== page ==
I have been acting as unpaid PR Director for the campaign group Bully-Banks which represents an estimated 40,000 plus victims of mis-selling by banks of interest rate swap products to small businessesacross the UK. (One of my businesses, the Wakefield Media Centre was adjudged to have been a victim of the mis-selling by both the Financial Ombudsman and the Financial Conduct Authority Review process for mis-selling.)
The Bully-Banks campaign has been a campaign that I’ve been incredibly proud to be assoiciated with, working with a great group of people who all volunteered their time, energy and commitment to take on the might of the banks, and right a wrong to secure justice against mis-selling. (Also, not forgetting much appreciated support from freelance PR Joanne Gill.)
While many battles have been won, the war still goes on, with widespred criticism of the speed and scale of the Review process, new types of mis-selling emerging out of the woodwork, (what are now being called ‘Hidden Swaps’), t5he horrors faced by business people who have been forced into administration or gone bust by the mis-selling, and new further dimensions to the on-going saga with news this week of the Royal Bank of Scotland being accused of allegedly putting companies out of business. There are a number of people who think there are even bigger skeletons in the cupboard, with claims of serious fraud being committed by bank employees which have yet to be formally investigated.
So, despite the many hours of unpaid work it has been rewarding on another level, as a source of immense pride. I put it alongside my earlier peaks of PR pride back in 1991 when I worked to save the closure of the Treats Ice cream factory in Leeds from closure – again, under extra-ordinary pressures, limitations, and with no budget! (Is there a pattern here?)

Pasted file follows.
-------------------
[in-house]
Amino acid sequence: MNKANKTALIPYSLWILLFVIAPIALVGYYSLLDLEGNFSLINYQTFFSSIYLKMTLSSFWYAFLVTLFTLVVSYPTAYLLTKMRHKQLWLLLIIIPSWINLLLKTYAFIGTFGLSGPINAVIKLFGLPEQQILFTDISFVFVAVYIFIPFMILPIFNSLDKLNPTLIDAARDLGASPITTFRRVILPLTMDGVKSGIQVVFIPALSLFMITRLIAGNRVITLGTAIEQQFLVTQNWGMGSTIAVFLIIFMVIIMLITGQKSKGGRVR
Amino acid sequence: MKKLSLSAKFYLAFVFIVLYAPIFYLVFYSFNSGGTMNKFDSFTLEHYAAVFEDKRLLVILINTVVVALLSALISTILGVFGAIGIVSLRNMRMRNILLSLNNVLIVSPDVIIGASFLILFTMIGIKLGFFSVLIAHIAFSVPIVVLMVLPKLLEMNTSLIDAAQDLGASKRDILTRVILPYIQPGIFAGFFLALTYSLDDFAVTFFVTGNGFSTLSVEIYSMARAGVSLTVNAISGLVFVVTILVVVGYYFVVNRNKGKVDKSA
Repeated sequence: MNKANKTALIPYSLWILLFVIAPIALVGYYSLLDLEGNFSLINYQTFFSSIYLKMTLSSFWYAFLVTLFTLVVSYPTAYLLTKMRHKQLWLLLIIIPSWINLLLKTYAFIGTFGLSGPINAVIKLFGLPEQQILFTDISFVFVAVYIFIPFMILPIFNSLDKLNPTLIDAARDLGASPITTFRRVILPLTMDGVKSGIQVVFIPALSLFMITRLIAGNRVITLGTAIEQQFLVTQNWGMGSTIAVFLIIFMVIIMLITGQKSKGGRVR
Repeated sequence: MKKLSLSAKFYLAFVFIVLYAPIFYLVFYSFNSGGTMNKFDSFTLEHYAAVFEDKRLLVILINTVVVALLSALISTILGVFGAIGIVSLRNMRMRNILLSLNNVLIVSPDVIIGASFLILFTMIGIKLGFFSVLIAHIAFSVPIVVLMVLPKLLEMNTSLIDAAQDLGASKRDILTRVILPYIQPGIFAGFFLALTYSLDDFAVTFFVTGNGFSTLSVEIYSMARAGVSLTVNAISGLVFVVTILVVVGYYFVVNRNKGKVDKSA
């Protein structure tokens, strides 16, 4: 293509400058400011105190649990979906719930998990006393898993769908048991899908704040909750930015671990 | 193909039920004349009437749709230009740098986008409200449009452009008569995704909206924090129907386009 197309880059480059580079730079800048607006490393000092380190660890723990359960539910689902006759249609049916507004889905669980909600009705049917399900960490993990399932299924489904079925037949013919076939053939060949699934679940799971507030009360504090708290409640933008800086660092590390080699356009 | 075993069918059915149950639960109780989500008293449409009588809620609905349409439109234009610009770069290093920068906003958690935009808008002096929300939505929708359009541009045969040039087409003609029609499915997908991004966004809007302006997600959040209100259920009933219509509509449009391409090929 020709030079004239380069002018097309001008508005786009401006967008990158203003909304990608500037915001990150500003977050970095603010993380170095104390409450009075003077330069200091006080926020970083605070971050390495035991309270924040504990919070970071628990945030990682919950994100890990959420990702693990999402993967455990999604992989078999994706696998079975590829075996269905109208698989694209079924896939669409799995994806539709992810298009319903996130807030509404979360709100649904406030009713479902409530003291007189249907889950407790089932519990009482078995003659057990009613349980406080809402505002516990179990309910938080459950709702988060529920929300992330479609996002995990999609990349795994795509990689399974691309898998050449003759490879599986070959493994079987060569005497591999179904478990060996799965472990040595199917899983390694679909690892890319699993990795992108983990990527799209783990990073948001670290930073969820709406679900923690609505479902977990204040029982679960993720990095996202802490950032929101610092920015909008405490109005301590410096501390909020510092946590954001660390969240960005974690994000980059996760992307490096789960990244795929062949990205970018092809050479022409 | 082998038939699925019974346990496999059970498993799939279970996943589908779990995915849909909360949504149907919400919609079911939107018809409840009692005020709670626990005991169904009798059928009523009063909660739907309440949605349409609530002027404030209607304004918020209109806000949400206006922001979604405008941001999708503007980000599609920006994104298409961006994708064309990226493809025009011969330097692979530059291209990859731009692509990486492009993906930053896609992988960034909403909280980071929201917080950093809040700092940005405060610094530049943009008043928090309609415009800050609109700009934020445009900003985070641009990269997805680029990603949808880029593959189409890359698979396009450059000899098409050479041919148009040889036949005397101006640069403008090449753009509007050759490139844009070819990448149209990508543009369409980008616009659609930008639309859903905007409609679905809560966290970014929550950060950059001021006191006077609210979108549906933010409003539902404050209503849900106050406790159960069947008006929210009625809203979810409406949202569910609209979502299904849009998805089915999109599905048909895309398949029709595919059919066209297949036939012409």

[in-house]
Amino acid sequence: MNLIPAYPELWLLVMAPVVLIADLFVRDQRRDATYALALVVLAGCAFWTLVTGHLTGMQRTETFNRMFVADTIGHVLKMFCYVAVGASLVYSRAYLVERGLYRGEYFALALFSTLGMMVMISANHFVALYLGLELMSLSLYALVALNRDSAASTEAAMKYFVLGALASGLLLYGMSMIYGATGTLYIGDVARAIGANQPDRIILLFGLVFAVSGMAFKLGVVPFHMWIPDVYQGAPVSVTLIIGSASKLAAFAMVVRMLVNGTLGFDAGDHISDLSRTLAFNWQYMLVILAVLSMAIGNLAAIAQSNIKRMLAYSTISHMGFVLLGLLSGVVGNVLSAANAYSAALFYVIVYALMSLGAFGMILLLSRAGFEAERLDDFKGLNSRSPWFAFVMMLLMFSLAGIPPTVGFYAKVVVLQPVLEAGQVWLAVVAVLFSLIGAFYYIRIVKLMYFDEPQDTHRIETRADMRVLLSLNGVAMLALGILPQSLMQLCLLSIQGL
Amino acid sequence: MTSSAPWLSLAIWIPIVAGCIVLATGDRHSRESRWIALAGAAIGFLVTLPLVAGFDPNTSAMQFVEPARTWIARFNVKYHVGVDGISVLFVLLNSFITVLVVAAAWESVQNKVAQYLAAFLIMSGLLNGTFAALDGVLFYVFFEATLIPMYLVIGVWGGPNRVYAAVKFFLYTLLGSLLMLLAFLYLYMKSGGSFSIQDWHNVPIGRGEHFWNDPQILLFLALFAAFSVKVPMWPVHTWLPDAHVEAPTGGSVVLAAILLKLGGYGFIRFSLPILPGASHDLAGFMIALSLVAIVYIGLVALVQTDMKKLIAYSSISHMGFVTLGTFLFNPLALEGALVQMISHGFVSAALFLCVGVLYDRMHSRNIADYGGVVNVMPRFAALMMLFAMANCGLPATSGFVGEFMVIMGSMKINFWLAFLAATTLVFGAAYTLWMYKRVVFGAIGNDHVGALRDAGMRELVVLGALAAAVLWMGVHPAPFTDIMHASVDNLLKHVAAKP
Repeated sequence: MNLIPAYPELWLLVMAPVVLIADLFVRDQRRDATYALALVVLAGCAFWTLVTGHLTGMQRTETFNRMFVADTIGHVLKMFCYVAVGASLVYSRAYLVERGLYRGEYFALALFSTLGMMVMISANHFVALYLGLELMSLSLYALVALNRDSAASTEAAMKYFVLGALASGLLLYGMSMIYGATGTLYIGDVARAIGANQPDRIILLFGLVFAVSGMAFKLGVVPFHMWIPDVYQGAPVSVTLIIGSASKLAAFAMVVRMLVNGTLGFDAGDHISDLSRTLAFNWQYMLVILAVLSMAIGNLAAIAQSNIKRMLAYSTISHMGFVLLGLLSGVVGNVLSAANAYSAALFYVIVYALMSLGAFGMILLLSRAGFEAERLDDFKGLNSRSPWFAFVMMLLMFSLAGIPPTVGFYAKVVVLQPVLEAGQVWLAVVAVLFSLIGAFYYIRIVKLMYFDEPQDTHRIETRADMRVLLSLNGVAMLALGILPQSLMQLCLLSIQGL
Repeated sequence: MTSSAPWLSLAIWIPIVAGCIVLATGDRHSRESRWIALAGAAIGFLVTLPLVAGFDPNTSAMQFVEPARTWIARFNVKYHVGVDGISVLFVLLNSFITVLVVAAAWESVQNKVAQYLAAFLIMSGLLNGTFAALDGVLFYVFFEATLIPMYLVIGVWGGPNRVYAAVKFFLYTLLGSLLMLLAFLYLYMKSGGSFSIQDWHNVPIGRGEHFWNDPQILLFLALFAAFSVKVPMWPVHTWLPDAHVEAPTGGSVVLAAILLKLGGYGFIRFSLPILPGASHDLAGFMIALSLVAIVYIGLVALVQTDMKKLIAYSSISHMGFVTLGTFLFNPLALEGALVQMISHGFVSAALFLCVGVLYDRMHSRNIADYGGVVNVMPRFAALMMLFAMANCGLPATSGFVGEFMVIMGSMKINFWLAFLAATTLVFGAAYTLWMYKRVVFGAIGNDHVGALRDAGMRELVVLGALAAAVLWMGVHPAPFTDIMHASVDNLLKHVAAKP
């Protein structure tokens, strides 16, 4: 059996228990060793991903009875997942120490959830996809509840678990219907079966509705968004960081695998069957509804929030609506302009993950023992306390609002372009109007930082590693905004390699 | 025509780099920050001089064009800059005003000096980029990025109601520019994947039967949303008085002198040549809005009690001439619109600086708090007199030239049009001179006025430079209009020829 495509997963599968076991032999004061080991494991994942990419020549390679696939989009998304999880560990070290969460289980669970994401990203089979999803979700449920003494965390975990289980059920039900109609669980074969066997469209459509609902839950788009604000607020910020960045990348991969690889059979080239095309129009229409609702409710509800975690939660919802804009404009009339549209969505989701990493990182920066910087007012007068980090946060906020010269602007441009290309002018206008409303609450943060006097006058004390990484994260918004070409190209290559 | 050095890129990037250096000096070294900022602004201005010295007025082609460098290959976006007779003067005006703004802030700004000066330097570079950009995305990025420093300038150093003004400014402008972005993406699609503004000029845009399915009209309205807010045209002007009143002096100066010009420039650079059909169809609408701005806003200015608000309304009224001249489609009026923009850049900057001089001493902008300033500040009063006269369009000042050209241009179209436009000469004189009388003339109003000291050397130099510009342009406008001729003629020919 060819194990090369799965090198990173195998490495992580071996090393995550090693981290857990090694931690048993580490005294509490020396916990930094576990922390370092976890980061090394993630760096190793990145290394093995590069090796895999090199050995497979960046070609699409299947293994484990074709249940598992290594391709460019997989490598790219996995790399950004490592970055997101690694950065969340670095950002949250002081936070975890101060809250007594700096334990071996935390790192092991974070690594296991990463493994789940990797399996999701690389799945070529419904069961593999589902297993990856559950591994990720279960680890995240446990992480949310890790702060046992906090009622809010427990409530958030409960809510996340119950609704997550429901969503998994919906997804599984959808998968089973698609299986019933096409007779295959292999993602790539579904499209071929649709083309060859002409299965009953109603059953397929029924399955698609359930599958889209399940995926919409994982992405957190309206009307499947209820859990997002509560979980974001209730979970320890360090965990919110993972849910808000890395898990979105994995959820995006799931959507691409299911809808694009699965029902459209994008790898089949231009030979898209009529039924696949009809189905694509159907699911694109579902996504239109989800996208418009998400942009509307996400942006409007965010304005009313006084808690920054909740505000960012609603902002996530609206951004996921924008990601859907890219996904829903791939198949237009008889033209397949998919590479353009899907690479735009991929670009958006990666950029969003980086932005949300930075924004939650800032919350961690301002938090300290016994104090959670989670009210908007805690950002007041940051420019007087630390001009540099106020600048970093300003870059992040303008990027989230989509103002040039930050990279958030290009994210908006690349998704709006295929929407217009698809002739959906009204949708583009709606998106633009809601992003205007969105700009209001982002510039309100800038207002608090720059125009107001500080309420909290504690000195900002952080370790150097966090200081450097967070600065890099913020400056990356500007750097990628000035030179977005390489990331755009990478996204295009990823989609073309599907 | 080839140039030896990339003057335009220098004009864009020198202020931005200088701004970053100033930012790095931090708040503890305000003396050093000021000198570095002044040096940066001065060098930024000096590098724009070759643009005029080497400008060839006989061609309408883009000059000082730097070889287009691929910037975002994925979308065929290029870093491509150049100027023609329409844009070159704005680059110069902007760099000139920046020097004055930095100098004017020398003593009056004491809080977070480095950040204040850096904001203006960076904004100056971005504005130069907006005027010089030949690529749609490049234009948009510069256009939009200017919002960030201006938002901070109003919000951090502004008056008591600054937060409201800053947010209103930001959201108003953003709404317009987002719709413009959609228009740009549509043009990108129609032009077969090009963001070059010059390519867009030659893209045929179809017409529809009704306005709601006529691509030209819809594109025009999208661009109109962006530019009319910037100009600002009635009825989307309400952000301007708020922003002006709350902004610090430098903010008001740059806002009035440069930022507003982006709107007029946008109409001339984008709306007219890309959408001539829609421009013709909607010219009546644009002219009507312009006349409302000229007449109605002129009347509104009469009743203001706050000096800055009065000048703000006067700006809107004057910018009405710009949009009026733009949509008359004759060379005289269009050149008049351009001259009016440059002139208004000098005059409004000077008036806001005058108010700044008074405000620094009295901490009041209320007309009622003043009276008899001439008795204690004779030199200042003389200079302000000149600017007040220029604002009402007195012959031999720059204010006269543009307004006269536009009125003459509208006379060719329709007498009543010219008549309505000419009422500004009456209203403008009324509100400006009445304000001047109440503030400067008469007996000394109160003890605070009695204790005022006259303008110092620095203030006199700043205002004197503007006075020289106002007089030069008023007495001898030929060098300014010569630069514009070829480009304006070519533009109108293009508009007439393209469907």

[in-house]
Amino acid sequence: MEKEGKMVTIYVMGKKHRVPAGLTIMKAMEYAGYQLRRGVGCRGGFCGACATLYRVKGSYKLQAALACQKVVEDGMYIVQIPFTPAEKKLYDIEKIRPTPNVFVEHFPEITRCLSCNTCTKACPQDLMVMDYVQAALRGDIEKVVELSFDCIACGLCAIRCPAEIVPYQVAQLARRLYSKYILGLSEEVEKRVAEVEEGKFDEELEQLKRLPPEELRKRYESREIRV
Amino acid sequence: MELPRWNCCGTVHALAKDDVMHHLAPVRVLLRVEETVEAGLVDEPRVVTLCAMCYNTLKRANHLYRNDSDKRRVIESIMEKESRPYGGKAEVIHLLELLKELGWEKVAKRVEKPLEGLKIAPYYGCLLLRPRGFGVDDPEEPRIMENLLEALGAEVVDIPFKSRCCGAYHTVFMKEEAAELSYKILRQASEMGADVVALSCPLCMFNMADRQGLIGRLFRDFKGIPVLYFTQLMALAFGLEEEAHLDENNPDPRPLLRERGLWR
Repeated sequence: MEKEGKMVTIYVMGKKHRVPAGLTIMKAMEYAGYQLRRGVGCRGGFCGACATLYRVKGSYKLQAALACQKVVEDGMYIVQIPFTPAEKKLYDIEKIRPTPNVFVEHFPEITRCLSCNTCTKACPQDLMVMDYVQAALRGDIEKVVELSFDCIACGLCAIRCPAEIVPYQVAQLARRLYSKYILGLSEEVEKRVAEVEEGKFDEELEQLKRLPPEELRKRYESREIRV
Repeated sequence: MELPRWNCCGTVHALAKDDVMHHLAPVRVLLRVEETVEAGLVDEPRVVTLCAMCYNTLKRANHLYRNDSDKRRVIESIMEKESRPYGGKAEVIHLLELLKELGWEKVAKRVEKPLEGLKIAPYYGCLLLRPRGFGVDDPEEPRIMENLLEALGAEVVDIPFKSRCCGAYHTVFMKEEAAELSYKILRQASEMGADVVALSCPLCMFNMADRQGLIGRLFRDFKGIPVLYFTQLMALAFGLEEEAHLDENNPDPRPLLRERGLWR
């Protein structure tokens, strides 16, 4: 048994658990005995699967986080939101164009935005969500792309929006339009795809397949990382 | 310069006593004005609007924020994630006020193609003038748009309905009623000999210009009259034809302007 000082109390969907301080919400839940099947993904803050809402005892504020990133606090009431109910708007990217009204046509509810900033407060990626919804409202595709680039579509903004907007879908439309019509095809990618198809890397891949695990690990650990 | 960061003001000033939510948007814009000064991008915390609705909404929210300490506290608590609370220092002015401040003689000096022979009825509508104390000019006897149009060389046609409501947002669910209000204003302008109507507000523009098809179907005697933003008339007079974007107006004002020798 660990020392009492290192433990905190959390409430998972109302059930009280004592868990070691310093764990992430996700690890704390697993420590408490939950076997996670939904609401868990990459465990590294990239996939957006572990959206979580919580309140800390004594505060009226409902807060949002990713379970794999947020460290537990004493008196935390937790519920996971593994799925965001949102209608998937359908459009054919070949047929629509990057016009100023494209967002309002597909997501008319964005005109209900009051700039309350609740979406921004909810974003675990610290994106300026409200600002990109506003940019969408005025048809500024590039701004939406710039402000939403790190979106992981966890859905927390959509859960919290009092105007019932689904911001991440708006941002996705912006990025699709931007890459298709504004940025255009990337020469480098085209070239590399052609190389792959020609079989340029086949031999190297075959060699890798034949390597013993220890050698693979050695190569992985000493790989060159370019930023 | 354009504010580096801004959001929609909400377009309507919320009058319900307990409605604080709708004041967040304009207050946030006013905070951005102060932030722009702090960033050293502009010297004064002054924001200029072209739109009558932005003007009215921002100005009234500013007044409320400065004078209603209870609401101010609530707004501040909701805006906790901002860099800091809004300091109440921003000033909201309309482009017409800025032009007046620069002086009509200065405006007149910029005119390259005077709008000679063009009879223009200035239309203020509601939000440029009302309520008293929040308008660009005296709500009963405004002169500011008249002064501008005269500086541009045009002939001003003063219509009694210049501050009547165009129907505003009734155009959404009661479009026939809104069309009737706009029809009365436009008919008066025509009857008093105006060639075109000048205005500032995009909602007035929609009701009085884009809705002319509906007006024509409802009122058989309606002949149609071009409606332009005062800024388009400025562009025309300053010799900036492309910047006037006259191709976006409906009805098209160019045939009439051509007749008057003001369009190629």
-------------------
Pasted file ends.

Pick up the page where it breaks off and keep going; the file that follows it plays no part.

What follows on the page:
It’s also been rewarding on a further level – where the work won recognition last week, having picked up the Gold award in the Issues & Crisis Management category of the Chartered Institute of Public Relations Pride awards in its South West region, where the campaign first started. (The quality of the PR work was also recognised in the UK-wide CIPR awards having been shortlisted in the ‘Best Low Budget Campaign’ category.)
The CIPR judges praised the Bully-Banks entry: “This was a strong campaign, showing the power of ‘ordinary people’ against the might of the banking industry. From a kitchen table, with zero-budget origination. the Bully-Banks group pooled member talents and resources to give a voice to their cause, achieving real credibility and impact. The judges were particularly impressed by the interaction with the FSA, leading to justice for the group. It was a worthy winner!”
Sadly, like all good things in life, some things have to come to an end. Recognizing that I have some important new activities that I need to deliver in the year ahead, I have taken the extremely hard decision of standing down as a director and board member of the company running the Bully-Banks campaign, Ordinary People in Business Ltd. Although I’ll still be supportive of the campaign, and helping where I can, I recognized that something had to give.
One door will be closing. Many more however, will be opening. Watch this space!
Check out the award-wiunning Bully-Banks campaign here 11.25.13 v2 southwest cipr issues